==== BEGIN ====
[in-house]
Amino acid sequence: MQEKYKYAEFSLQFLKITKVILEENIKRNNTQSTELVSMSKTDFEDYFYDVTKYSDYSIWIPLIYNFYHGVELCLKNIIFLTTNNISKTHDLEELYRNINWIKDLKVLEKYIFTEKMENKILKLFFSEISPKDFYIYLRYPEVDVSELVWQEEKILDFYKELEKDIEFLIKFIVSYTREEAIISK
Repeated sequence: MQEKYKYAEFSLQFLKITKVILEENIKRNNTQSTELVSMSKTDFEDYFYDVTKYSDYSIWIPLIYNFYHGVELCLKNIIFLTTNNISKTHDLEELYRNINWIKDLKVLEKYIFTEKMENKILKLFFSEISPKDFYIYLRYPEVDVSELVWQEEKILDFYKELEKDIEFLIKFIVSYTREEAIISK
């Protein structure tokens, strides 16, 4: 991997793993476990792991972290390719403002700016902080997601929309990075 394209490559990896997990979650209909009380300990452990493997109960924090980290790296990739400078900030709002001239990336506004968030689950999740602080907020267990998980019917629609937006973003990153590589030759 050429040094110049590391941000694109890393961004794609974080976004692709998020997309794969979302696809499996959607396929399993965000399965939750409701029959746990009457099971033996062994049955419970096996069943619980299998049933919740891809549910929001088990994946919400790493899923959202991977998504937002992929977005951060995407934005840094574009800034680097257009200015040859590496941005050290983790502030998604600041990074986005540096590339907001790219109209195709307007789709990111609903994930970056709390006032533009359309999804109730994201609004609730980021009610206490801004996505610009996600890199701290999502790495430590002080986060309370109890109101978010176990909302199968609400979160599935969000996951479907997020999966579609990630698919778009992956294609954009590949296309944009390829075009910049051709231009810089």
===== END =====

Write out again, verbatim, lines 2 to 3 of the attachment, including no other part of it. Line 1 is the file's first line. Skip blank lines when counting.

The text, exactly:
Amino acid sequence: MQEKYKYAEFSLQFLKITKVILEENIKRNNTQSTELVSMSKTDFEDYFYDVTKYSDYSIWIPLIYNFYHGVELCLKNIIFLTTNNISKTHDLEELYRNINWIKDLKVLEKYIFTEKMENKILKLFFSEISPKDFYIYLRYPEVDVSELVWQEEKILDFYKELEKDIEFLIKFIVSYTREEAIISK
Repeated sequence: MQEKYKYAEFSLQFLKITKVILEENIKRNNTQSTELVSMSKTDFEDYFYDVTKYSDYSIWIPLIYNFYHGVELCLKNIIFLTTNNISKTHDLEELYRNINWIKDLKVLEKYIFTEKMENKILKLFFSEISPKDFYIYLRYPEVDVSELVWQEEKILDFYKELEKDIEFLIKFIVSYTREEAIISK